Internal and external generalization in category theory?

I've heard the words "internal" and "external" generalization of concepts in category theory.

Specifically, i heard the idea that the concept of 'power set' has an internal and an external generalization in category theory.

What is the difference between these two?

• Could you provide the reference where you have read such stuff? Nov 21 '18 at 10:38
• @GiorgioMossa, Unfortunately, no. I looked for it before asking this question. I only recall that the internal generalization of power set of $A$ was, the exponential object $(1+1)^A$, or something like that. Nov 21 '18 at 11:12

First of all one need to understand the concept of internalization.

Generally many classical constructions which can be given inside some specific category (usually $$\mathbf{Set}$$) can be expressed in the language of category theory in terms of objects, arrows and more generally diagrams.

Once one has a such diagrammatic definition of the construction it is possible to use the same definition to other categories, providing a new version of the construction internal to the new category.

So internalization is about defining concepts in terms of diagrams in a (possibly structured) category, in such a way that once one interprets these concepts in some specific categories (usually $$\mathbf{Set}$$) they get the classical notions that have been internalized.

As an example you can consider an internal monoid in a monidal category, which is a diagram made of morphisms of the form $$X \otimes X \to X$$ and $$I \to X$$ that make commute certain diagrams.

Externalization is about turing the internalized data in $$\mathbf{Set}$$-theoretic data. More technically externalization is the process of mapping the internal data via the yoneda embedding.

So the externalization of an internal data (which amounts to a diagram satisfying certain properties) in a category $$\mathbf C$$ is basically the corresponding diagram internal to $$[\mathbf C^\text{op},\mathbf{Set}]$$.

Continuing with the example of a monoidal category $$\mathbf C$$, the externalization turns the data of an internal monoid $$(X,X \otimes X \to X,I \to X)$$ are in a monoid object $$(\hom(-,X),\hom(-,X)\times\hom(-,X) \to \hom(-,X),\hom(-,I) \to \hom(-,X))$$ in $$[\mathbf C^\text{op},\mathbf{Set}]$$.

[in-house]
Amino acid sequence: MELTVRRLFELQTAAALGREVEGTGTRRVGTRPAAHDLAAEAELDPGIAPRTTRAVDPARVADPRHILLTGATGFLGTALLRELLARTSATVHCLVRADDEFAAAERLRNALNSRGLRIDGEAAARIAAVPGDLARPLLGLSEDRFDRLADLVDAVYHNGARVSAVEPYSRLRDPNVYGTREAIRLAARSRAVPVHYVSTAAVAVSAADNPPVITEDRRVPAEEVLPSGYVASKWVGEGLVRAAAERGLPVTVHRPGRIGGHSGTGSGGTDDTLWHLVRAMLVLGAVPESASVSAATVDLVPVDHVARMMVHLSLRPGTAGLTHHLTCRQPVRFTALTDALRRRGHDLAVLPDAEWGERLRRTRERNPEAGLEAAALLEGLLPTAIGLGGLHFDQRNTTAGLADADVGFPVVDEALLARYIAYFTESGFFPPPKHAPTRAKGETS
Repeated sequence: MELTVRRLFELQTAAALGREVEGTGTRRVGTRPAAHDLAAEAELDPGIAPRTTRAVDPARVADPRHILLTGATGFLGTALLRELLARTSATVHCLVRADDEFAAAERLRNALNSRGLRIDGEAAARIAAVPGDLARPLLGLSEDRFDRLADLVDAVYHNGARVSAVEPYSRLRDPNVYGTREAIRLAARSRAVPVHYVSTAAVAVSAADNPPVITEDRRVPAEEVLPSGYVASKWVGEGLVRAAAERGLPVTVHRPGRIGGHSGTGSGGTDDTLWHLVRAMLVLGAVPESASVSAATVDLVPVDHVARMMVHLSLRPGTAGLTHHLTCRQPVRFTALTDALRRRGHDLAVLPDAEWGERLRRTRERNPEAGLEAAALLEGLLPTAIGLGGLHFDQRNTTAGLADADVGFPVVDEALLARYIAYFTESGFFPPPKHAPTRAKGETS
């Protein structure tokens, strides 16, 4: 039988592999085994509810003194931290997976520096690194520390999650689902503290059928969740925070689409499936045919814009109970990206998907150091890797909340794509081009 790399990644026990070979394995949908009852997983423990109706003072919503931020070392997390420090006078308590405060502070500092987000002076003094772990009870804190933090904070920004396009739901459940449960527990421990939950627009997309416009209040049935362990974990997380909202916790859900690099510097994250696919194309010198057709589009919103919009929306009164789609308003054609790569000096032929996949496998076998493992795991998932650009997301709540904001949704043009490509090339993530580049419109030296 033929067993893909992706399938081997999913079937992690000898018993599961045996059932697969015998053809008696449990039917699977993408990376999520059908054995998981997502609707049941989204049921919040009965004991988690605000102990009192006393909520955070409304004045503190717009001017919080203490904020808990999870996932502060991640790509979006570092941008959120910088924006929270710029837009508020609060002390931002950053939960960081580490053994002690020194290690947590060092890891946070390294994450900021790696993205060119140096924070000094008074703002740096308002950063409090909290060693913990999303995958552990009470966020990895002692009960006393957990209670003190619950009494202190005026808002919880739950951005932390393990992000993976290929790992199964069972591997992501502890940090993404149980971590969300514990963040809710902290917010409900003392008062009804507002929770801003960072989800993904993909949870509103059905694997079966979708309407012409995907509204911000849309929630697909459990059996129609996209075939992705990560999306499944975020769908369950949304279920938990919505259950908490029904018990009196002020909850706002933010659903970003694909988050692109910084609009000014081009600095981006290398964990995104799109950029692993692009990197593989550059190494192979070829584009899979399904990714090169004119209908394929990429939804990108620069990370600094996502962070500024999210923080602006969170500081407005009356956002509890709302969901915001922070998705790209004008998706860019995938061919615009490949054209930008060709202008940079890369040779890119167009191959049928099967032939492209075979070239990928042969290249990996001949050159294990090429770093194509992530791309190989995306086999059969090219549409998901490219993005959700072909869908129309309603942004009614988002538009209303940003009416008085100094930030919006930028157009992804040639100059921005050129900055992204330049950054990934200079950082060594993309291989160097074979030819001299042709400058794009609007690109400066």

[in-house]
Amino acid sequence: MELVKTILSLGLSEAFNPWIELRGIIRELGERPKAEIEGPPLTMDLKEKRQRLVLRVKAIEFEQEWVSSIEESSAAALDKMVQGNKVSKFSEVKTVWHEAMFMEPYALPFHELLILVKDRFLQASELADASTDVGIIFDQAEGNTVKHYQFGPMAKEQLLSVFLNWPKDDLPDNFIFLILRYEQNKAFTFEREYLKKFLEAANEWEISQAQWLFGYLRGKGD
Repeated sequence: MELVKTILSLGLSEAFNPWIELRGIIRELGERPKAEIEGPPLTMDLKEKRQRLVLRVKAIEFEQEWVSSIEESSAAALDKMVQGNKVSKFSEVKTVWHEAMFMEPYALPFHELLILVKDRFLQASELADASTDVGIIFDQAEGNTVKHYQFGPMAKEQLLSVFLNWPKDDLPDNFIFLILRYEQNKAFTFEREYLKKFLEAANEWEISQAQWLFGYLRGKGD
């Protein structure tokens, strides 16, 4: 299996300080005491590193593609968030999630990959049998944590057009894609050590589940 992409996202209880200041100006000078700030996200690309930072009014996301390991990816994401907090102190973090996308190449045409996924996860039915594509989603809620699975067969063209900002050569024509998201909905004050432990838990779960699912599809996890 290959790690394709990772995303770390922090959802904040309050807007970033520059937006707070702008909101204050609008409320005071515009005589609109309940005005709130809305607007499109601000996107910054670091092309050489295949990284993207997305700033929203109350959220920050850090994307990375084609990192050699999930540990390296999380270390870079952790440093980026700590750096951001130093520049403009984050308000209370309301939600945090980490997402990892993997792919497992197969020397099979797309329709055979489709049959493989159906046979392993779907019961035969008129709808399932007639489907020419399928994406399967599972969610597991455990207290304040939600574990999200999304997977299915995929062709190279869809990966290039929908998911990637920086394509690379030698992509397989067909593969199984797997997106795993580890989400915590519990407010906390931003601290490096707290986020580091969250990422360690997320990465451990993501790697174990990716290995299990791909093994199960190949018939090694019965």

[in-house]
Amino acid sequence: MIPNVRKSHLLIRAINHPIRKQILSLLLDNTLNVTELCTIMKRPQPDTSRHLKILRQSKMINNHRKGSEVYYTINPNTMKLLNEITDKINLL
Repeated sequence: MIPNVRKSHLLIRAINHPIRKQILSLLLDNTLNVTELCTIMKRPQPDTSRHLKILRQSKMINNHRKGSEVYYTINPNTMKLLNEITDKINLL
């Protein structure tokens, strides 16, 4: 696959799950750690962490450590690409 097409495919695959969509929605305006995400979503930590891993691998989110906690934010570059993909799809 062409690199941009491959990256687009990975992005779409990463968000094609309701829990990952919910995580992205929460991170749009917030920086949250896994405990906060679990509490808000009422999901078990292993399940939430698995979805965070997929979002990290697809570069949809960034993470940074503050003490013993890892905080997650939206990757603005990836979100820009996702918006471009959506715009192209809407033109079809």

So far it should be clear why internalization is basically a generalization of classical notions: because classical notion are special version (i.e. usually internal to $$\mathbf{Set}$$) of the internal concept.

Externalization provides a different way to generalize, or if you like internalize, concepts. Neverless this would be difficult to explain in the general case, so I prefer to stop here.

Anyway if you feel the need for additional details feel free to ask.

I hope this helps.

Categorial internalisation is about taking a statement that involves “points”, which is the usual Set theoretic rendition, and turning it “point free” so that it is soley rendered in the language of category theory.

For example, an adjoint between preorders is a pair $$f, g$$ such that $$∀ x, y • \quad f\,x ≤ y \;\;≡\;\; x ≤′ g\, y$$ Notice the “points” $$x$$ and $$y$$ from each preorder being utilised. However, if we move from the category Set to the category Rel, for example, to consider relations. Then a preorder is reflexive and transitive relation; let us use $$E$$ in-place of $$≤$$. Then the above can be rephrased with no points $$f˘;E \;=\; E′;g˘$$ Where $$-;-$$ is relational composition and $$-˘$$ is relational converse.

This is another form of internalisation; it is about rephrasing statements that use, e.g., logical connectives $$\forall, \Rightarrow$$, into forms that do not use them. For example, see this presentation of Cartesian Closed Categories in the case of preorders where properties are shown using, e.g., ∀, then later obtained without it; e.g., having internal homs $$[X, Y]$$ the fact $$\text{there is a unique map from X to the initial object 𝑰}$$ Can be internalised, i.e., rendered without using the logical notion of existence as $$[X, 𝑰] \;≅\; 𝑰$$